At an appointment with Dr. Grover on September 20, 2011, Miller reported no relief of symptoms and that her pain persisted in her right lower back, hip, buttock and posterior thigh. Tr. 245. She described the pain as a constant throbbing, aching and tingling sensation. Id . A physical examination revealed that Miller was limited to 70 degrees of forward flexion and 10 degrees of lateral bending and rotation to the right. Id . Dr. Grover reported that imaging studies revealed "a central disc protrusion at L3-L4 with an annular tear, as well as a disc protrusion at L4-5 with bilateral neuroforaminal encroachment." Id . Dr. Grover's diagnostic assessment essentially remained the same and he recommended additional injections which were administered on September 22, 2011. Tr. 245-246. At an appointment with Dr. Grover on October 11, 2011, Miller reported that she received only temporary pain relief from the injections. Tr. 515. Dr. Grover again administered injections on October 27, 2011, and at an appointment on December 13, 2011, Miller reported no relief in her pain symptoms. Tr. 248 and 618. A physical examination performed by Dr. Grover on December 13th revealed that Miller's forward flexion was limited to 70 degrees and lateral bending and rotation to 10 degrees on the right and 15 degrees on the left. Tr. 618. Dr. Grover also reported that electromyography studies revealed that Miller suffered from chronic right S1 radiculopathy.[21] Id . Dr. Grover's diagnostic assessment remained essentially the same and he referred Miller to a neurosurgeon for an evaluation. Id.

The neurosurgical evaluation was performed on or about February 17, 2012, by Barry B. Moore, M.D., in Mechanicsburg, Pennsylvania. Tr. 664-665. Dr. Moore reported that when Miller was asked to walk on her heels and toes[22] she had some weakness in the feet and when asked to get up from sitting in a chair had moderate to severe weakness in the lower extremities. Tr. 665. Dr. Moore noted sensory loss on Miller's right foot and after reviewing MRI scans opined that Miller suffered from multilevel lumbar stenosis worse on the right side at L3-L4, L4-L5 and L5-S1. Id . Dr. Moore stated that Miller's neurological findings were compatible with progressive lumbar stenosis and recommended surgical intervention, i.e., a lumbar laminectomy and decompression at L3-L4, L4-L5 and L5-S1. Id.

The record does not reveal any physical functional assessment from a state agency physician contradicting the assessment of Dr. Gehman that Miller should not engage in any bending or twisting.

Discussion

The administrative law judge went through the five-step sequential evaluation process and found at step five that Miller was not disabled. The severe impairments found at step two were obesity and degenerative disc disease of the lumbar spine with radiculitis. Tr. 14. At step three, the administrative law judge found that Miller's impairments did not meet or medically equal the requirements of any listed impairment. Tr. 15-16. With respect to the residual functional capacity the administrative law judge found that Miller could perform a limited range of light work and was not precluded from performing her past relevant work as a child care attendant. Tr. 15-19. The administrative law judge included in Miller's residual functional capacity the ability to stoop occasionally. Tr. 16. In setting this residual functional capacity, the administrative law judge rejected the opinion of Dr. Gehman that Miller could not engage in any bending or twisting but referred to no contrary medical opinion. The administrative law judge stated that he gave no weight to Dr. Gehman's postural recommendations because it was "not unreasonable to expect the claimant to be able to bend and stoop occasionally, especially since she does not fully dispute Dr. Gehman's opinions relating to her lifting capacity." Tr. 17-18 n.4.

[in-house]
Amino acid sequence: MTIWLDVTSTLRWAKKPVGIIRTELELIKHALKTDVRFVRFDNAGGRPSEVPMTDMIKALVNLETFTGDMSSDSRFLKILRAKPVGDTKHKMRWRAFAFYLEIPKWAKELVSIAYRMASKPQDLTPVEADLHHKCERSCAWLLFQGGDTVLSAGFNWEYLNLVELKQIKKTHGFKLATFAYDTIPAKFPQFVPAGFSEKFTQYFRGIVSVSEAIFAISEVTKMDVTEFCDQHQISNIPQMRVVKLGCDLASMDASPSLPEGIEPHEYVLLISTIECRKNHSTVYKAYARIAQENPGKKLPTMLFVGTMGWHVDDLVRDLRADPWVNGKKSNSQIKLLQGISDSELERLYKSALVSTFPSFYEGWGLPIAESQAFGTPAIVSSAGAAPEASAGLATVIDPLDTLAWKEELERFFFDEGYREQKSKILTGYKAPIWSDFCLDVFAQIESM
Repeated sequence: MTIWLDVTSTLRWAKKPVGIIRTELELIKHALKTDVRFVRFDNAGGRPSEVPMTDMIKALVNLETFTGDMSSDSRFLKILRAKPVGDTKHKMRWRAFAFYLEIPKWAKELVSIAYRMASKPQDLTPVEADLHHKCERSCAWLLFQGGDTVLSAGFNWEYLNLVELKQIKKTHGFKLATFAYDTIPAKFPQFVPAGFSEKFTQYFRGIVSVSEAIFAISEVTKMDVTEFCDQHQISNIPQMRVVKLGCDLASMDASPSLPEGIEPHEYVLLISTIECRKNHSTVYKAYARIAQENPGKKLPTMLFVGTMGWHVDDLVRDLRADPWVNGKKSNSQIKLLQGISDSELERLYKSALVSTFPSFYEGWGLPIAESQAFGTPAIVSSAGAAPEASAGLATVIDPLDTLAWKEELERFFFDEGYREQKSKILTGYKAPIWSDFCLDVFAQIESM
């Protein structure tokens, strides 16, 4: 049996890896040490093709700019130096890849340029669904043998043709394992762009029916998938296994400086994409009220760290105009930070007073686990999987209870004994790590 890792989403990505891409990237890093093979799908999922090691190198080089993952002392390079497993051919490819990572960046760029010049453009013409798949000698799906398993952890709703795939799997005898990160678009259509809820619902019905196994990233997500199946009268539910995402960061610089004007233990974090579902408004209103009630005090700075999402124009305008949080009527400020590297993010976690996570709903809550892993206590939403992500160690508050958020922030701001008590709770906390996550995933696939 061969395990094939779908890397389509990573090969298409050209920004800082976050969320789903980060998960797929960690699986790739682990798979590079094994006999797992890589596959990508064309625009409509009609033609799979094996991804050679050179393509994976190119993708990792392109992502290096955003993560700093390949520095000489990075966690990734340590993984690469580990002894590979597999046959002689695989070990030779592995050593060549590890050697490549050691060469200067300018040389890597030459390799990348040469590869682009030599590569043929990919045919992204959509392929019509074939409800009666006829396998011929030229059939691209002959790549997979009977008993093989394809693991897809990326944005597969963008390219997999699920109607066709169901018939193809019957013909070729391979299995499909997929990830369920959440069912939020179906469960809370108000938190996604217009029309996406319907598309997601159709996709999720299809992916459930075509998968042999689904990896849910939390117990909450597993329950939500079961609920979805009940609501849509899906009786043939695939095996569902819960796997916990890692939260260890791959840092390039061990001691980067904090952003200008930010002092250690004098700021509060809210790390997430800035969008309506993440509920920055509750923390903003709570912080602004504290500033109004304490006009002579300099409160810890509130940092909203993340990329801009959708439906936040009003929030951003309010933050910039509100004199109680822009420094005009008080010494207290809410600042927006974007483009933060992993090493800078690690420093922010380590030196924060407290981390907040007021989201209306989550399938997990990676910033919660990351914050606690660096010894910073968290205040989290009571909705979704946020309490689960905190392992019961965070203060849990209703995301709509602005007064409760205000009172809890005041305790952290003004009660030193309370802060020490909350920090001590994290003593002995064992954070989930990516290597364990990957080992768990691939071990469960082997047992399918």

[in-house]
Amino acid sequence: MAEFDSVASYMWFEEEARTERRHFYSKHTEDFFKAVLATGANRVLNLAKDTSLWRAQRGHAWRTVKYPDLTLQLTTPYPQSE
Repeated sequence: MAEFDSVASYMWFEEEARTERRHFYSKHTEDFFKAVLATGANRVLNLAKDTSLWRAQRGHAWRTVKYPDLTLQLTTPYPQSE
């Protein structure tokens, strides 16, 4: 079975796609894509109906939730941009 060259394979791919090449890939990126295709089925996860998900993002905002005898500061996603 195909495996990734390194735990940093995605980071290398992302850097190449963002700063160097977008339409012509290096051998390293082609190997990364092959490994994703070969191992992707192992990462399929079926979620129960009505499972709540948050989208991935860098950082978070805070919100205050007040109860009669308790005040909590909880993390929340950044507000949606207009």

In the alternative to performing her past relevant work, the administrative law judge at step five of the sequential evaluation process based on the above residual functional capacity and the testimony of a vocational expert found that Miller could perform the light work positions of laundry worker, mail clerk and hostess and that there were a significant number of such positions in the state and national economies. Tr. 20.

Miller argues that the administrative law judge erred (1) by failing to find at step three of the sequential evaluation process that her impairments met or equaled a listed impairment, and (2) by failing to appropriately consider the medical evidence. We have thoroughly reviewed the record in this case which consists of 726 pages and find substantial merit in Miller's second argument.[23]

The administrative law judge rejected the opinion of Dr. Gehman, a treating physician regarding the physical functional abilities of Miller. The preference for the treating physician's opinion has been recognized by the Court of Appeals for the Third Circuit and by all of the federal circuits. See, e.g., Morales v. Apfel , 225 F.3d 310, 316-18 (3d Cir. 2000). In choosing to reject the evaluation of a treating physician, an administrative law judge may not make speculative inferences from medical reports and may reject treating physician's opinions outright only on the basis of contradictory medical evidence. Id . An administrative law judge may not reject a written medical opinion of a treating physician based on his or her own credibility judgments, speculation or lay opinion. Id . An administrative law judge may not disregard the medical opinion of a treating physician based solely on his or her own "amorphous impressions, gleaned from the record and from his evaluation of the [claimant]'s credibility." Id . As one court has stated, "Judges, including administrative law judges of the Social Security Administration, must be careful not to succumb to the temptation to play doctor" because "lay intuitions about medical phenomena are often wrong." Schmidt v. Sullivan , 914 F.2d 117, 118 (7th Cir 1990).